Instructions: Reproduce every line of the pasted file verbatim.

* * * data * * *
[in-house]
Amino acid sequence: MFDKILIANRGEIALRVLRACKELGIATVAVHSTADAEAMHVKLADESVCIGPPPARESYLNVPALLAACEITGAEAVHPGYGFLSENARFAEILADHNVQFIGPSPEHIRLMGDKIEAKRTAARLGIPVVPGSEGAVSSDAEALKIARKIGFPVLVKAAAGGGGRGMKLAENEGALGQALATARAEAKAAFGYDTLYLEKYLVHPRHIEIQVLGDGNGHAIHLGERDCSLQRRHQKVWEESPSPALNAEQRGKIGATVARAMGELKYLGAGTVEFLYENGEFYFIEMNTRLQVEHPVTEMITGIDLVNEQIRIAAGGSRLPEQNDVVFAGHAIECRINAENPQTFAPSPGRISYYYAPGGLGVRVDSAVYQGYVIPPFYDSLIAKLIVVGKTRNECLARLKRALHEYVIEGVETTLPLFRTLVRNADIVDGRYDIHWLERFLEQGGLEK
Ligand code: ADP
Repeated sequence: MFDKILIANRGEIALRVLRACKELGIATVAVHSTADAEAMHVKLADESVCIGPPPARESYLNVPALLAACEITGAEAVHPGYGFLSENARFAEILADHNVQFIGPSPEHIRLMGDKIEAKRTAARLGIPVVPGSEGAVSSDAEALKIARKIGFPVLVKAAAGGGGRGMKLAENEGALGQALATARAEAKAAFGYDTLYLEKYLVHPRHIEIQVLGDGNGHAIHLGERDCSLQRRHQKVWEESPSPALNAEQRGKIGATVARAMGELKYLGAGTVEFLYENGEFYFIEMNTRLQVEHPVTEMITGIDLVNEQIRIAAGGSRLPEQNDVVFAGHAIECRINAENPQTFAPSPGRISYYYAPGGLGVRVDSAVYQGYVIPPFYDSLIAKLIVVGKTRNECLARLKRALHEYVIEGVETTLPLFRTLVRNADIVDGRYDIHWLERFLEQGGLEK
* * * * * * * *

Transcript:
[in-house]
Amino acid sequence: MFDKILIANRGEIALRVLRACKELGIATVAVHSTADAEAMHVKLADESVCIGPPPARESYLNVPALLAACEITGAEAVHPGYGFLSENARFAEILADHNVQFIGPSPEHIRLMGDKIEAKRTAARLGIPVVPGSEGAVSSDAEALKIARKIGFPVLVKAAAGGGGRGMKLAENEGALGQALATARAEAKAAFGYDTLYLEKYLVHPRHIEIQVLGDGNGHAIHLGERDCSLQRRHQKVWEESPSPALNAEQRGKIGATVARAMGELKYLGAGTVEFLYENGEFYFIEMNTRLQVEHPVTEMITGIDLVNEQIRIAAGGSRLPEQNDVVFAGHAIECRINAENPQTFAPSPGRISYYYAPGGLGVRVDSAVYQGYVIPPFYDSLIAKLIVVGKTRNECLARLKRALHEYVIEGVETTLPLFRTLVRNADIVDGRYDIHWLERFLEQGGLEK
Ligand code: ADP
Repeated sequence: MFDKILIANRGEIALRVLRACKELGIATVAVHSTADAEAMHVKLADESVCIGPPPARESYLNVPALLAACEITGAEAVHPGYGFLSENARFAEILADHNVQFIGPSPEHIRLMGDKIEAKRTAARLGIPVVPGSEGAVSSDAEALKIARKIGFPVLVKAAAGGGGRGMKLAENEGALGQALATARAEAKAAFGYDTLYLEKYLVHPRHIEIQVLGDGNGHAIHLGERDCSLQRRHQKVWEESPSPALNAEQRGKIGATVARAMGELKYLGAGTVEFLYENGEFYFIEMNTRLQVEHPVTEMITGIDLVNEQIRIAAGGSRLPEQNDVVFAGHAIECRINAENPQTFAPSPGRISYYYAPGGLGVRVDSAVYQGYVIPPFYDSLIAKLIVVGKTRNECLARLKRALHEYVIEGVETTLPLFRTLVRNADIVDGRYDIHWLERFLEQGGLEK